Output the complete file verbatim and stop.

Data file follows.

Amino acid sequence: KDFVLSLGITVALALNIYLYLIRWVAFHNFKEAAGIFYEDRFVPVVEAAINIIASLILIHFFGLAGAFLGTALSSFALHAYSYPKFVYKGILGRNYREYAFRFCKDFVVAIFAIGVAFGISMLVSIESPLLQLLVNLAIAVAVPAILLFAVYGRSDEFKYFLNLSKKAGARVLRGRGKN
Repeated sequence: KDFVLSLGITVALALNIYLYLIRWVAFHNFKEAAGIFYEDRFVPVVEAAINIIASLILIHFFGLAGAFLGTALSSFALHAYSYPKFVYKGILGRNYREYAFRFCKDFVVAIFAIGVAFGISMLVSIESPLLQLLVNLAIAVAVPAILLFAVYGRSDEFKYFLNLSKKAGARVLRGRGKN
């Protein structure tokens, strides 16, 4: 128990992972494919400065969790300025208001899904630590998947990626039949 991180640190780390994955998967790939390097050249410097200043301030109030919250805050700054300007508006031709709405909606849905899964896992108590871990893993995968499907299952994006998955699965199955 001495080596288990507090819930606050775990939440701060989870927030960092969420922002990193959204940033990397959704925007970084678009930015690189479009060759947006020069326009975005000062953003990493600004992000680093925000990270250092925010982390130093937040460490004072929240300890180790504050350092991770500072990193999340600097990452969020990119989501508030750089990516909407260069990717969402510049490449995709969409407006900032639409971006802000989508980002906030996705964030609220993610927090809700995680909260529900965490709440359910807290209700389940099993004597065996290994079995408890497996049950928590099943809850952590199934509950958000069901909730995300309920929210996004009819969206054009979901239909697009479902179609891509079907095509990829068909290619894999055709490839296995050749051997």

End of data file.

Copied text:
Amino acid sequence: KDFVLSLGITVALALNIYLYLIRWVAFHNFKEAAGIFYEDRFVPVVEAAINIIASLILIHFFGLAGAFLGTALSSFALHAYSYPKFVYKGILGRNYREYAFRFCKDFVVAIFAIGVAFGISMLVSIESPLLQLLVNLAIAVAVPAILLFAVYGRSDEFKYFLNLSKKAGARVLRGRGKN
Repeated sequence: KDFVLSLGITVALALNIYLYLIRWVAFHNFKEAAGIFYEDRFVPVVEAAINIIASLILIHFFGLAGAFLGTALSSFALHAYSYPKFVYKGILGRNYREYAFRFCKDFVVAIFAIGVAFGISMLVSIESPLLQLLVNLAIAVAVPAILLFAVYGRSDEFKYFLNLSKKAGARVLRGRGKN
């Protein structure tokens, strides 16, 4: 128990992972494919400065969790300025208001899904630590998947990626039949 991180640190780390994955998967790939390097050249410097200043301030109030919250805050700054300007508006031709709405909606849905899964896992108590871990893993995968499907299952994006998955699965199955 001495080596288990507090819930606050775990939440701060989870927030960092969420922002990193959204940033990397959704925007970084678009930015690189479009060759947006020069326009975005000062953003990493600004992000680093925000990270250092925010982390130093937040460490004072929240300890180790504050350092991770500072990193999340600097990452969020990119989501508030750089990516909407260069990717969402510049490449995709969409407006900032639409971006802000989508980002906030996705964030609220993610927090809700995680909260529900965490709440359910807290209700389940099993004597065996290994079995408890497996049950928590099943809850952590199934509950958000069901909730995300309920929210996004009819969206054009979901239909697009479902179609891509079907095509990829068909290619894999055709490839296995050749051997």